Background: Metal artifacts are the major weak points of cone-beam computed tomography (CBCT) scans. This study aimed to quantify the amount of metal artifacts generated by dental implants placed in different anatomical locations in the mandible on CBCT scans.
Methods: In this study, 98 CBCT scans of mandibular dental implants with prosthetic crowns were randomly selected irrespective of the age and gender of the patients. Of all 98 implants, 42 were placed in the anterior mandible and 56 were placed in the posterior mandible. The samples were divided into two groups of single and multiple implants. The CBCT scans of each implant were evaluated in apical and cervical cross-sections. The amount of metal artifacts generated around the implants was calculated. Data were analyzed using the Mann-Whitney U test at 0.05 level of significance.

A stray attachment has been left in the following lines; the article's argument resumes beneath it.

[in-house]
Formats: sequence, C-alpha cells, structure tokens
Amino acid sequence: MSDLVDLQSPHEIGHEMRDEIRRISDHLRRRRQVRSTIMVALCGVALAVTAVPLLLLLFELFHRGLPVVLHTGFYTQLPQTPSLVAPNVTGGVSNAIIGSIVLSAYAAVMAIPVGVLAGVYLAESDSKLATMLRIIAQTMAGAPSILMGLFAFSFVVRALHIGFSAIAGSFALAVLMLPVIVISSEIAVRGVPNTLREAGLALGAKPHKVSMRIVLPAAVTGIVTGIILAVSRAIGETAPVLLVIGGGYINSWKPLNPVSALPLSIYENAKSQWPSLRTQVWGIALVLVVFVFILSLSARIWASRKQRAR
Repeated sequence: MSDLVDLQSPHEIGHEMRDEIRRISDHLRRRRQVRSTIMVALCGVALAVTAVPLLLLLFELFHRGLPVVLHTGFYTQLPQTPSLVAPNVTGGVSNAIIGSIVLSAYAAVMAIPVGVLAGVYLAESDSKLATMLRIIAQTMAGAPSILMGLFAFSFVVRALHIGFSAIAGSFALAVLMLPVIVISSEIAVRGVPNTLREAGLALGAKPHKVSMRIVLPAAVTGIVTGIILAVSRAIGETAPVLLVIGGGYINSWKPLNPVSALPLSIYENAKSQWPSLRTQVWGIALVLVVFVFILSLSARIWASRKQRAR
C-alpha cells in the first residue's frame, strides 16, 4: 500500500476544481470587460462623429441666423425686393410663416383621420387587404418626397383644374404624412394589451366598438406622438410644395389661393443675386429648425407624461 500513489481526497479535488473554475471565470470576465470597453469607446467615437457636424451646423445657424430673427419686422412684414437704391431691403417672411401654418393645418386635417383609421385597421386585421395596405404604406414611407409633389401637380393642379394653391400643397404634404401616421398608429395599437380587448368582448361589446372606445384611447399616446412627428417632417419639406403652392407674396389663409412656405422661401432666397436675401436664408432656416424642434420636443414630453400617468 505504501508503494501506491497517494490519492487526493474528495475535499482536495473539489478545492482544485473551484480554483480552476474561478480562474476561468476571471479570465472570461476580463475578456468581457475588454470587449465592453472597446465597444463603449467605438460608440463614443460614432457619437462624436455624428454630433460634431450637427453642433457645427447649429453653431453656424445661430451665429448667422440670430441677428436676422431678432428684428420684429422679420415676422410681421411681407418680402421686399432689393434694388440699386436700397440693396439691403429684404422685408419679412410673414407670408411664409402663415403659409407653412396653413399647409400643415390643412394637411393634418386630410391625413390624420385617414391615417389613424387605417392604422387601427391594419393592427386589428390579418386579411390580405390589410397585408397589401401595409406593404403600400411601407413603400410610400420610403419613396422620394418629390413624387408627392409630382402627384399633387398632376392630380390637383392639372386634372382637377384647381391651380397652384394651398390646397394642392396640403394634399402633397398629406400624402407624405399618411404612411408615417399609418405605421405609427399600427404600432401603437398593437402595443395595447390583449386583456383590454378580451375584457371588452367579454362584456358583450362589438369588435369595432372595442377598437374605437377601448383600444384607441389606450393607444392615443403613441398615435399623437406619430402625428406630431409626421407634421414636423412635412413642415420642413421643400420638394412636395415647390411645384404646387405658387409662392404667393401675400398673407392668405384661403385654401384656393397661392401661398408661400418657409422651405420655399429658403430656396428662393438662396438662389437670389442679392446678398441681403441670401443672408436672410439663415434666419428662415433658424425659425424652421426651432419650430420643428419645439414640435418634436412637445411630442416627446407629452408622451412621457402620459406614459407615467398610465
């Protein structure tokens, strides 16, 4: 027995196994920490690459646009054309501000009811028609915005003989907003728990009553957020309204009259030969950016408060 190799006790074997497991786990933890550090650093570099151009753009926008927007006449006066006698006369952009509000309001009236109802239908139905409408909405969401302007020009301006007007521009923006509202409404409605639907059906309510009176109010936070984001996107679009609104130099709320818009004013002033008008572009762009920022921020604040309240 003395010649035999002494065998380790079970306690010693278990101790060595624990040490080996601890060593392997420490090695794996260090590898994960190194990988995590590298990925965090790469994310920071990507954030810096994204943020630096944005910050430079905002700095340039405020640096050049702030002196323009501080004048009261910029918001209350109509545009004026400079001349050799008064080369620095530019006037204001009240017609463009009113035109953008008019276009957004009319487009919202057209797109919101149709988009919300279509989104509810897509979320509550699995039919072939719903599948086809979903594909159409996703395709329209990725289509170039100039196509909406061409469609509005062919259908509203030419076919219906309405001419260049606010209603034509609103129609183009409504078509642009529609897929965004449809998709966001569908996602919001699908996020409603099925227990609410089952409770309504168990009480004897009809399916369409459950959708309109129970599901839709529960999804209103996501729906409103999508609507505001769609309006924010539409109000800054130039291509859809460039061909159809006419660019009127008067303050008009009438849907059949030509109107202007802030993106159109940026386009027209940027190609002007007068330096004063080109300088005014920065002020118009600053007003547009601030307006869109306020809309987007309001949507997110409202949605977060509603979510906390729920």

Results: Higher amounts of artifacts were noted in the anterior mandible compared to the posterior mandible. Additionally, the amount of artifacts was higher in the cervical cross-section than in the apical cross-section. The difference in the amount of artifacts generated in the cervical cross-section was significant between single and multiple implants (P<0.05). However, this difference was not significant in the apical cross-section (P>0.05).
Conclusions: Dental implants always generate metal artifacts on CBCT scans, and the amount of generated artifacts is influenced by the anatomical location of implants in the mandibular arch.